AMSTERDAM (Reuters) - Philips (PHG.AS) raised most of its financial targets and announced plans to return 1.5 billion euros ($2 billion) to shareholders, saying it would reap the benefits of a two-year revamp to focus on healthcare, lighting and consumer appliances.
However, the Dutch group warned of tough conditions in many of its markets and the new goals fell short of some analysts’ hopes, sending its shares lower in early Tuesday trading.
“(The) new targets appear a little conservative,” Morgan Stanley analysts said in a research note, adding there had been hopes for a share buyback closer to 2 billion euros.
Over the past two years, Philips has sold off much of its consumer electronics business - divesting its television, audio and video operations where it was struggling to compete with lower-cost Asian manufacturers, to focus on more profitable home appliances such as soup mixers and electric toothbrushes, as well as lighting for homes and offices, and healthcare.
Healthcare has become a particularly important market, with demand for new ultrasound and scanning products helping it to become the leading medical equipment supplier in the United States and a top-three producer of hospital equipment worldwide.
The group said on Tuesday it was targeting a margin of 11-12 percent on earnings before interest, tax and amortisation (EBITA) for 2014-2016, compared with the 10-12 percent it is aiming for this financial year.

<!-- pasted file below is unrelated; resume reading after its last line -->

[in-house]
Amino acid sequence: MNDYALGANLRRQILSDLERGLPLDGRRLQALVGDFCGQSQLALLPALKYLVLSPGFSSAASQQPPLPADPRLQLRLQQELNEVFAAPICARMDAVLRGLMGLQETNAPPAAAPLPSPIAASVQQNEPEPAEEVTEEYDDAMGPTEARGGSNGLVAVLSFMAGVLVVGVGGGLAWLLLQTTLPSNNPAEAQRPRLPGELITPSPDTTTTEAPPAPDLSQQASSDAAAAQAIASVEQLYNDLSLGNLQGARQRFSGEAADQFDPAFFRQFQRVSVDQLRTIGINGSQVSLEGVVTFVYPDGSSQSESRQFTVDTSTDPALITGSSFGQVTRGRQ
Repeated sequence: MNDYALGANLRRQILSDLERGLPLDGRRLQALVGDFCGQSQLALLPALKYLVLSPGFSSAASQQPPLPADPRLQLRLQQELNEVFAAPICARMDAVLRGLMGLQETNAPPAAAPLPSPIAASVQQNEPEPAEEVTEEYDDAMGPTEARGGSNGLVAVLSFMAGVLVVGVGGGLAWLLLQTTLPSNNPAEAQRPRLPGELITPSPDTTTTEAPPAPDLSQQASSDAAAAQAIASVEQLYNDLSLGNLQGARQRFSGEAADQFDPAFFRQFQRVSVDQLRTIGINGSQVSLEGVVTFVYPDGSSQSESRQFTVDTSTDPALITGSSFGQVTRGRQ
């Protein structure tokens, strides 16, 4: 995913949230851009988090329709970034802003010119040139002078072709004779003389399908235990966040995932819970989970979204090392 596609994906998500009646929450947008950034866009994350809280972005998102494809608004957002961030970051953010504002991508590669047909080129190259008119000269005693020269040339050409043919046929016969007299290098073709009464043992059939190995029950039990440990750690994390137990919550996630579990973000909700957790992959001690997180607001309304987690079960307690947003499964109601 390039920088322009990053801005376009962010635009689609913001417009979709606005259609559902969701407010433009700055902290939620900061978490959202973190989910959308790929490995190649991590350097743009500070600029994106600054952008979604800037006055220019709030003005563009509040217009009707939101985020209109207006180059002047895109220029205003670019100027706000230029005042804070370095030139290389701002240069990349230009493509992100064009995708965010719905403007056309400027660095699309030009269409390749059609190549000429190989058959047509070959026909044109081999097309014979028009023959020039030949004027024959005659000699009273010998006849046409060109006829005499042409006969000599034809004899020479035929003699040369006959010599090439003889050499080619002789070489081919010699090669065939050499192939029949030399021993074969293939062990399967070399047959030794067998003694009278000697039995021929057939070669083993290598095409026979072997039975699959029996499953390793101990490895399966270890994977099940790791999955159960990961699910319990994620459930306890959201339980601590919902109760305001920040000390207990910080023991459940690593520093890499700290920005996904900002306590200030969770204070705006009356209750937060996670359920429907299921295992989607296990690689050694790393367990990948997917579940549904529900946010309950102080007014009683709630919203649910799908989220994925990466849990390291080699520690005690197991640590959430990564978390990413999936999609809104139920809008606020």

It is also targeting a return on invested capital of at least 14 percent, compared with this year’s 12-14 percent.
“We see substantial opportunities for profitable growth for 2016 and beyond,” Chief Executive Frans van Houten said.
However, the group also kept its sales growth target of 4-6 percent unchanged and said it was feeling the impact of uncertainty over healthcare spending and reforms in the United States, weak economies and construction markets in Europe, as well as currency volatility in Japan, India and Indonesia.
“We can achieve the 2013 targets,” van Houten told journalists on a conference call. “It’s hard work and we have a lot to do in the fourth quarter.”
JP Morgan analysts said investors remained to be convinced Philips can deliver double-digit percentage growth in margins.
“Given investor skepticism on Philips, quarterly execution is more important than setting targets,” they said in a note.
At 0855 GMT, Philips shares were down 1.5 percent at 24.54 euros. They hit 25.48 euros earlier this month, the highest since the second quarter of 2010, and are up 25 percent so far in 2013.
The stock trades at 14.9 times forecast earnings, a 15 percent premium to the average of its peers including Electrolux (ELUXb.ST), Alstom (ALSO.PA) and Osram Licht (OSRn.DE), according to StarMine SmartEstimates.
Philips said it would buy back 1.5 billion euros of shares over the next two to three years, starting in October.
The group, which makes more than 40 percent of its sales and 70 percent of its EBITA from healthcare, set an EBITA margin target for that business of 16-17 percent.
It is aiming for an EBITA margin of 9-11 percent in lighting and 11-13 percent in its consumer division.
($1 = 0.7489 euros)
Editing by Anthony Deutsch and Mark Potter